Third Eye - Snake Road 2018  
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Tim Spuckler

Herping Snake Road (and the surrounding area) September 30 - October 4, 2018.

With October just around the corner, it was time once again to head down to Snake Road to explore Shawnee State Forest. The weather was hot, often in the low 90s. It was humid and mosquito-ridden - but there were cool things to be found. My 2018 trip started out much like my 2017 trip, with finding an Eastern Box Turtle crossing the street en route to Snake Road.
Eastern Box Turtle

Prior to hitting the road, I investigated a creek and found this elegant Longtail Salamander.
Longtail Salamander

And not far away from it was this Cave Salamander. The two can sometimes be hard to tell apart, but the "herringbone" pattern on the Longtail's tail is a good way to differentiate the two.
Cave Salamander

Eventually I made it to Snake Road, a 2-1/2 mile stretch of dirt and gravel that's closed to automobile traffic during the spring and fall to allow snakes to migrate to and from their dens.
Snake Road

The first snake of the trip was this Cottonmouth, which did not hesitate to illustrate how the serpent received its common name.

Bess Beetles were sometimes seen crossing the road as well and tending to their grubs under logs.
Bess Beetle

The snake that I wanted to see the most was a Red Milk Snake. I had only seen one in the wild before and as luck would have it, this one was crawling along the trail.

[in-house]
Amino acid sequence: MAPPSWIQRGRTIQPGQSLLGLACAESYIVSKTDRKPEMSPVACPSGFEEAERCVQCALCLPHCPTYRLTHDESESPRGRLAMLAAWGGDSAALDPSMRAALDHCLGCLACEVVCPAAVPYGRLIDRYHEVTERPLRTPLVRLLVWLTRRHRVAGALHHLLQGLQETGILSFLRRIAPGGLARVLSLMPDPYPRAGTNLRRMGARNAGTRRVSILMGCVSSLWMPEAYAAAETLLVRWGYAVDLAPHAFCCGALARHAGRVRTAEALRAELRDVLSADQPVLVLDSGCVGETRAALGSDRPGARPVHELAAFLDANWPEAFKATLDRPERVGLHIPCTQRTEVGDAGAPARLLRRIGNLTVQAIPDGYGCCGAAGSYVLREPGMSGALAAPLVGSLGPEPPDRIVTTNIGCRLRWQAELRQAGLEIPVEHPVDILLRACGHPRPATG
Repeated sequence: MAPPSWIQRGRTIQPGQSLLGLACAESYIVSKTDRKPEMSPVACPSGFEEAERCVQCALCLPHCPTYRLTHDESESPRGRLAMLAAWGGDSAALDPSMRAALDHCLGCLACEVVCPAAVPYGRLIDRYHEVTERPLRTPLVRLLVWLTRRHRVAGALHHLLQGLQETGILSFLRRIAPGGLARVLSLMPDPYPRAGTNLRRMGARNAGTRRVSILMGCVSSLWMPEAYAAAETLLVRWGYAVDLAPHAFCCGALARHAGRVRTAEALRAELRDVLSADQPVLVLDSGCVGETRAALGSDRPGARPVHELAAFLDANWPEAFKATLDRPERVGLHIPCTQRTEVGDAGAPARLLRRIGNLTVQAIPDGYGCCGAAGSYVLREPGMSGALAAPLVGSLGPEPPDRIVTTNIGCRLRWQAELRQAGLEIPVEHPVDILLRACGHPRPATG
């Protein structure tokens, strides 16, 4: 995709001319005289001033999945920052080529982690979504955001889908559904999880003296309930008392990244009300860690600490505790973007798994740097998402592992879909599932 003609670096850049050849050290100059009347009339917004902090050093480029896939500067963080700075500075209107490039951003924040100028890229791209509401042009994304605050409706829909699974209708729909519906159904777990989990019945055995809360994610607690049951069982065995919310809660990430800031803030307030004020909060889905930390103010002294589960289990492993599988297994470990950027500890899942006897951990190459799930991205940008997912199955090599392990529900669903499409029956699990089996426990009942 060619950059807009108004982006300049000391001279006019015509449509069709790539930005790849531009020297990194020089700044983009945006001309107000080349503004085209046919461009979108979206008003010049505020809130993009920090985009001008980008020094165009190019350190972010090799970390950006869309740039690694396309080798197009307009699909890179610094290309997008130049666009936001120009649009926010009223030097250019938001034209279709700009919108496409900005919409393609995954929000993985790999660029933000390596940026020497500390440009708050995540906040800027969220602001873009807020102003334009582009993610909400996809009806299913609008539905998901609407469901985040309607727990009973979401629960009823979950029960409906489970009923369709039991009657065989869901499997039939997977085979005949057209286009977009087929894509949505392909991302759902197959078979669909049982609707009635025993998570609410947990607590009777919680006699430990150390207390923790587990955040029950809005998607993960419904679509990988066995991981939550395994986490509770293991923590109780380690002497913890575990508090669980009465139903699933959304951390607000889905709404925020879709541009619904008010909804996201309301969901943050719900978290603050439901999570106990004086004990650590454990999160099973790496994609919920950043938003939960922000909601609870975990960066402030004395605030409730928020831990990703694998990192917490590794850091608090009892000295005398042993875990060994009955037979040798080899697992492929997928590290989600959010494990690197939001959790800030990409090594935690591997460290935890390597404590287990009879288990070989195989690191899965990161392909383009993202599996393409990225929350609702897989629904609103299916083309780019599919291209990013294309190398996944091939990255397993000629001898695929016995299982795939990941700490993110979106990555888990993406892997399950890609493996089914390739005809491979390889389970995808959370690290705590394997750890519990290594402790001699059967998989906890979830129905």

Red Milk Snake

In 2017 it was quite dry at this time of year in southern Illinois, but in 2018 Hurricane Florence brought much rain to the area, allowing many types on fungi to flourish, like this Turkeytail.

A Yellowbelly Water Snake, this particular type of water snake is often found a surprisingly far distance from water.
Yellowbelly Water Snake

Many types of butterflies were out, such as this Question Mark.
Question Mark

As with previous trips, Cottonmouths were the most frequently seen snake.

A view of the swamp that borders Snake Road.

I found a total of five Copperheads on the trip - this was the first one. Its heat-sensing pit is clearly visible between its eye and its nostril.

The bugs were so bad they were even biting this Green Frog.
Green Frog

A Cottonmouth doing what they often do, resting at the base of the limestone bluff that serves as a hibernation den.

Central Newts were encountered on a regular basis.
Central Newt

Rough Green Snakes were especially common on this trip, here's a young one that I came across.
Rough Green Snake

That night I went driving to see if there were any reptiles on the road.
Snake Road Levee

Although this dude appeared to have scales, he was not a reptile.

A late night Copperhead.

Click here to see Part 2